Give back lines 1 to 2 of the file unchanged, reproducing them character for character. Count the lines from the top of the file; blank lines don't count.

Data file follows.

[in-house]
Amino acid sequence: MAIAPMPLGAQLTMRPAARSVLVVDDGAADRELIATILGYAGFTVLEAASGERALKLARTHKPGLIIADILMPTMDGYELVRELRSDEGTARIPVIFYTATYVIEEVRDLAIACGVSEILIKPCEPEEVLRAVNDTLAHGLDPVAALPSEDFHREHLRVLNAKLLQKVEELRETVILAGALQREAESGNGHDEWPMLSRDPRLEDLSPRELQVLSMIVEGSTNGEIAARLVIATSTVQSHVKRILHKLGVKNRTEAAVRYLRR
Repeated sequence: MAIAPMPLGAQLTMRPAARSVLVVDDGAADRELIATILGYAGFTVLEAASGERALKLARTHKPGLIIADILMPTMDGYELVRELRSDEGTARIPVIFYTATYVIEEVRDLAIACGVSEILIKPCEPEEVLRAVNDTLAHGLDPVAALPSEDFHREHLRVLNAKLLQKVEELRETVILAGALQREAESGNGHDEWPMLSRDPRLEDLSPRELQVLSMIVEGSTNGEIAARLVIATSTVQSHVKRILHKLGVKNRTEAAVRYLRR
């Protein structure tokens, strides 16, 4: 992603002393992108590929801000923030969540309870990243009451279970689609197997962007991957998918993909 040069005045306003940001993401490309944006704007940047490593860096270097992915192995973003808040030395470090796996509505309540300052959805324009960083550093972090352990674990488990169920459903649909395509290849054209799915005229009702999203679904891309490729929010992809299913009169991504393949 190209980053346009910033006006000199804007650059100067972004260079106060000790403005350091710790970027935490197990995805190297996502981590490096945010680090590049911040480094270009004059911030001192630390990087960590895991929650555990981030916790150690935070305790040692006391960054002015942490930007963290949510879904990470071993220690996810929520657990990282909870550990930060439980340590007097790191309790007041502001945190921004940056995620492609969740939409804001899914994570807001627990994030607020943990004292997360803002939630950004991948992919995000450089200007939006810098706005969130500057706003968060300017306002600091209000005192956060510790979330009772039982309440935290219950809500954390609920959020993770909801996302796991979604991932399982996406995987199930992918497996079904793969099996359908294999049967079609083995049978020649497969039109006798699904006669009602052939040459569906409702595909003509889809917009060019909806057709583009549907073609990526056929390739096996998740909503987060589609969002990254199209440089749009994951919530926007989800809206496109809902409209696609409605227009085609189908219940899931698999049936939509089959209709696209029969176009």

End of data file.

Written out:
[in-house]
Amino acid sequence: MAIAPMPLGAQLTMRPAARSVLVVDDGAADRELIATILGYAGFTVLEAASGERALKLARTHKPGLIIADILMPTMDGYELVRELRSDEGTARIPVIFYTATYVIEEVRDLAIACGVSEILIKPCEPEEVLRAVNDTLAHGLDPVAALPSEDFHREHLRVLNAKLLQKVEELRETVILAGALQREAESGNGHDEWPMLSRDPRLEDLSPRELQVLSMIVEGSTNGEIAARLVIATSTVQSHVKRILHKLGVKNRTEAAVRYLRR